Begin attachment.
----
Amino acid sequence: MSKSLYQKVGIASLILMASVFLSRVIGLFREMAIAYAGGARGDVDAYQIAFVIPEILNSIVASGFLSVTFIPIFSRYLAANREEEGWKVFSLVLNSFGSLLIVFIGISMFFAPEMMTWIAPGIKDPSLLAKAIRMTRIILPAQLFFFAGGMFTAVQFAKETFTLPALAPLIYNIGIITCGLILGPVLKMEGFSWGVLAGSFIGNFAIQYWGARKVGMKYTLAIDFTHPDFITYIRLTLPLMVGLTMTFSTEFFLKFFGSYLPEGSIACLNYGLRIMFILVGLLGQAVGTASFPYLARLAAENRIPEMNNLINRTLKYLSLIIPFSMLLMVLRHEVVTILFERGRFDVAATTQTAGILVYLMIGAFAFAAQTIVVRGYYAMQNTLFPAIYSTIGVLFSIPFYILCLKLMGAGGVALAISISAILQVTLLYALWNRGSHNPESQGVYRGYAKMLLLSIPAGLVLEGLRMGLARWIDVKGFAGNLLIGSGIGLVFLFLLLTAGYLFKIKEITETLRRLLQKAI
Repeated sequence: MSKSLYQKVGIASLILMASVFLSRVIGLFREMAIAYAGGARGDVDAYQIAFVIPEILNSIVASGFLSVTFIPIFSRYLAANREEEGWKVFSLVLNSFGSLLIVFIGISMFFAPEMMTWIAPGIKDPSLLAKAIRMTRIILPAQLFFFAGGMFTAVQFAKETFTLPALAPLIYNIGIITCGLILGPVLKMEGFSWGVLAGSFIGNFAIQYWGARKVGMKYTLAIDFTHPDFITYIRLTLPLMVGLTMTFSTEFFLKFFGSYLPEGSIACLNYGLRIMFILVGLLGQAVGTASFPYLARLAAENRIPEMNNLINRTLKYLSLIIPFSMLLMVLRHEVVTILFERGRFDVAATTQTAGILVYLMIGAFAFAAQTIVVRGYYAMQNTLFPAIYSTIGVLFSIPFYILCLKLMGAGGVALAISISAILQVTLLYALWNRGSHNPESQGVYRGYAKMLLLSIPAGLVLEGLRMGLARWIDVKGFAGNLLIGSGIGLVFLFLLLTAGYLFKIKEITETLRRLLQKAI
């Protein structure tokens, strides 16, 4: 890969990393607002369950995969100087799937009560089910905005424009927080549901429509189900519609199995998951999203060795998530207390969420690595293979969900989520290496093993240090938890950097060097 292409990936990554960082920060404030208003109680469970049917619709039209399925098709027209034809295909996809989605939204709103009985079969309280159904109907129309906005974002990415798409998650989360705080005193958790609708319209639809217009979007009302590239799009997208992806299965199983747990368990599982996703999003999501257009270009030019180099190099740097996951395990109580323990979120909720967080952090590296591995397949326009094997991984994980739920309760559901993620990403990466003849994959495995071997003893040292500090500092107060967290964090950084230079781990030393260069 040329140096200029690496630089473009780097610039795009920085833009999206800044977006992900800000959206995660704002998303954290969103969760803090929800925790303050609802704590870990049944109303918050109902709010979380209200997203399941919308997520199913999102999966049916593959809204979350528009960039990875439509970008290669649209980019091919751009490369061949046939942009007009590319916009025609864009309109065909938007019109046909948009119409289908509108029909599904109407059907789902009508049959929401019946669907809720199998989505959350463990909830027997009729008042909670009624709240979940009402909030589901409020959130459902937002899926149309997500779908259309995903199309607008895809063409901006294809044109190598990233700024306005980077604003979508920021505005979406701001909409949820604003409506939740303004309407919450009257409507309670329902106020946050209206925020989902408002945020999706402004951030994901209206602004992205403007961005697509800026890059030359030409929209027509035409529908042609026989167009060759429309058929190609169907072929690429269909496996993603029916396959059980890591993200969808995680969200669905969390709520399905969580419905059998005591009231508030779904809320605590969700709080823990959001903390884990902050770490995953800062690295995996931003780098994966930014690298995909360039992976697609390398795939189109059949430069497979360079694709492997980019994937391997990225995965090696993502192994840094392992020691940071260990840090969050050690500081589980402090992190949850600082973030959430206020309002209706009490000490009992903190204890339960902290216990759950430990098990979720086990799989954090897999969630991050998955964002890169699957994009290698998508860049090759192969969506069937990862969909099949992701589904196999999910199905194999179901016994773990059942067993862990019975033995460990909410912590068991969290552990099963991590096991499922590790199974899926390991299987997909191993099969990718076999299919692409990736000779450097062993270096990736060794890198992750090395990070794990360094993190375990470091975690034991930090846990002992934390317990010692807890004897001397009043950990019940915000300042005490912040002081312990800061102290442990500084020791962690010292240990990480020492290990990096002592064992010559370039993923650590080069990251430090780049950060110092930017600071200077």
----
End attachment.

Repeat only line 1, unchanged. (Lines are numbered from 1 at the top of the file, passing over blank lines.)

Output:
Amino acid sequence: MSKSLYQKVGIASLILMASVFLSRVIGLFREMAIAYAGGARGDVDAYQIAFVIPEILNSIVASGFLSVTFIPIFSRYLAANREEEGWKVFSLVLNSFGSLLIVFIGISMFFAPEMMTWIAPGIKDPSLLAKAIRMTRIILPAQLFFFAGGMFTAVQFAKETFTLPALAPLIYNIGIITCGLILGPVLKMEGFSWGVLAGSFIGNFAIQYWGARKVGMKYTLAIDFTHPDFITYIRLTLPLMVGLTMTFSTEFFLKFFGSYLPEGSIACLNYGLRIMFILVGLLGQAVGTASFPYLARLAAENRIPEMNNLINRTLKYLSLIIPFSMLLMVLRHEVVTILFERGRFDVAATTQTAGILVYLMIGAFAFAAQTIVVRGYYAMQNTLFPAIYSTIGVLFSIPFYILCLKLMGAGGVALAISISAILQVTLLYALWNRGSHNPESQGVYRGYAKMLLLSIPAGLVLEGLRMGLARWIDVKGFAGNLLIGSGIGLVFLFLLLTAGYLFKIKEITETLRRLLQKAI